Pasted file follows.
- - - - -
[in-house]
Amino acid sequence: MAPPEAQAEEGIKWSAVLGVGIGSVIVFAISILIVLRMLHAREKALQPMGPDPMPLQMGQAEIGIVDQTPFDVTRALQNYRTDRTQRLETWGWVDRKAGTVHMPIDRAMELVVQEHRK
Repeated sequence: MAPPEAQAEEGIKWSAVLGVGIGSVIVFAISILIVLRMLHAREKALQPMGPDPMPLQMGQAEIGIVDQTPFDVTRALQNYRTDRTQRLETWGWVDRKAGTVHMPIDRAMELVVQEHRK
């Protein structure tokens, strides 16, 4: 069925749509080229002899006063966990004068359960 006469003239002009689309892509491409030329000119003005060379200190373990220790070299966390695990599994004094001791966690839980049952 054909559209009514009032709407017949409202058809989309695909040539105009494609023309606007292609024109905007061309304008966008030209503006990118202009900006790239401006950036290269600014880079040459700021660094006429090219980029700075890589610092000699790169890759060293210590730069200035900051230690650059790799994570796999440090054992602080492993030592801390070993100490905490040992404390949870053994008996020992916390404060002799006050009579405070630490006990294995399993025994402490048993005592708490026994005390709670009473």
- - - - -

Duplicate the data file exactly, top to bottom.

[in-house]
Amino acid sequence: MAPPEAQAEEGIKWSAVLGVGIGSVIVFAISILIVLRMLHAREKALQPMGPDPMPLQMGQAEIGIVDQTPFDVTRALQNYRTDRTQRLETWGWVDRKAGTVHMPIDRAMELVVQEHRK
Repeated sequence: MAPPEAQAEEGIKWSAVLGVGIGSVIVFAISILIVLRMLHAREKALQPMGPDPMPLQMGQAEIGIVDQTPFDVTRALQNYRTDRTQRLETWGWVDRKAGTVHMPIDRAMELVVQEHRK
């Protein structure tokens, strides 16, 4: 069925749509080229002899006063966990004068359960 006469003239002009689309892509491409030329000119003005060379200190373990220790070299966390695990599994004094001791966690839980049952 054909559209009514009032709407017949409202058809989309695909040539105009494609023309606007292609024109905007061309304008966008030209503006990118202009900006790239401006950036290269600014880079040459700021660094006429090219980029700075890589610092000699790169890759060293210590730069200035900051230690650059790799994570796999440090054992602080492993030592801390070993100490905490040992404390949870053994008996020992916390404060002799006050009579405070630490006990294995399993025994402490048993005592708490026994005390709670009473």